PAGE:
For a budget traveler like me, options like Couchsurfing, Airbnb are more than welcome. About an year and a half back, I logged into Couchsurfing and started hosting. My guests so far have been gracious, fun, open to different experiences and kind. I have also tried Couchsurfing as a guest and my experience has been great. However, it is one thing you can easily screw up with - being a guest or a host comes with responsibilities. While you want to have fun and experience the new culture, it is best not to overstep boundaries. The following unsaid rules are a compilation of what I have learnt via mine and my counchsurfers/hosts experiences:
Couchsurfing technically does not mean being taken care of.
Here is the deal: couchsurfing does not mean you will be taken care of, like at home, by your host. Heck, it does not even mean that the host needs to look after your breakfast/dinner. My hosts have been kind enough to invite me for dinner and if yours do go that extra mile to cook for you, be thankful. Do not expect it as part of the deal. So, keep some biscuits, wafers etc handy or ask your host for the nearest place you can eat at.
Couchsurfing is not Tinder or Facebook.
I had to add this, thanks to all the messages I get which are not even remotely related to Couchsurfing. Couchsurfing is not a platform to send friend requests, become friends, hook up, try to hook up, tell women how gorgeous they are, blah blah. You are just wasting someone's time or potentially ruining someone's experience by using Couchsurfing like Tinder. I say, get off.
It is a vacation for you, not your etiquette!
Can not stress enough to be gracious and grateful - to the fact that someone has accepted to host you, someone is willing to share their home, help you with local stuff, cook for you, keep you company and hundred other reasons. And the easiest thing you can do is help them with the house, clean up your mess, try to spend time with your hosts, keep them posted about your plans, say thank you, please. Be considerate of your host, the space and trust me, your host would remember you for that.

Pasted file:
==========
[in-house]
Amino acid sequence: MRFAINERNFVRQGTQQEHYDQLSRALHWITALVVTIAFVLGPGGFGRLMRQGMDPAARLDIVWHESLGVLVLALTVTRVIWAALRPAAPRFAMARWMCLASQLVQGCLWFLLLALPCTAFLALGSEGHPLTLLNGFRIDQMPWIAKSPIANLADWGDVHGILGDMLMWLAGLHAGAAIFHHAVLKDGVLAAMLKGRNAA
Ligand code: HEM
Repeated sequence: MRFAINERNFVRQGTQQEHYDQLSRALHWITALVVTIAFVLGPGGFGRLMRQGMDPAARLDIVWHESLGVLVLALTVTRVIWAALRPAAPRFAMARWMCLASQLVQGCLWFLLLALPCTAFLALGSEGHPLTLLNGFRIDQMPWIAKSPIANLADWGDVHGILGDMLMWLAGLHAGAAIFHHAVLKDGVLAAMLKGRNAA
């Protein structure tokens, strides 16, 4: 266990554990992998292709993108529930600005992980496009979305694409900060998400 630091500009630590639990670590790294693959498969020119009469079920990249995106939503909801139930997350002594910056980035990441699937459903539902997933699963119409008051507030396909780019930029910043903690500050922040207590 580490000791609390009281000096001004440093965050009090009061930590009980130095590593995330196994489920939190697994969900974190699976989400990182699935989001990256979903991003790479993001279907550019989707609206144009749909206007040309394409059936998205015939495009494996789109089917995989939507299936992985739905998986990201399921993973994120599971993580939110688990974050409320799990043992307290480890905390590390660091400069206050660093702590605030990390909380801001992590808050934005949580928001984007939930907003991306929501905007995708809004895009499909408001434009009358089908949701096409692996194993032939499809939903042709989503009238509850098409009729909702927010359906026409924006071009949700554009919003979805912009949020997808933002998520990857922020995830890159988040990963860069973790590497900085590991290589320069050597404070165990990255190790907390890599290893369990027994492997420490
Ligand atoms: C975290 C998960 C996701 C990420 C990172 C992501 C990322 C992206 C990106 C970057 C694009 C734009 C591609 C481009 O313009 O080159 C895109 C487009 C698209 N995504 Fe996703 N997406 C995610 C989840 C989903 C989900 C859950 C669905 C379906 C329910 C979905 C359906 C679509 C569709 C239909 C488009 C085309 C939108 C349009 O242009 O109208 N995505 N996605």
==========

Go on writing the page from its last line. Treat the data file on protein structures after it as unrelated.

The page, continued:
Do not expect gifts.
One of my guests realised I loved reading and bought me a book as a parting gift. An Irish key-ring, a Mexican hot sauce, French chocolates, wine, some beautiful thank you notes are some of the things which my guests gifted me. But this should not be an expectation. One of my guests had a really bad experience where her last host asked for some duty free alcohol but never paid her. One guest passed over an invitation where the host asked her what she will be gifting her in return of the stay.
Be particular with references.
How clear your reference is for your host or guest can help another person to determine if it is worth couchsurfing. Do not let go of a bad experience and remember to give a thumbs up to good hosts and guests.
Be careful about your safety!
Just because you are couchsurfing does not mean you can close your eyes and ears. Check the person's references, speak to them before you accept, do a reference check on Facebook, evaluate the locality. And if your gut tells you it is not right, stay in a hotel or hostel. Remember, that cultural differences can play a big role so set the expectations right when you reach out to someone and still, always be careful.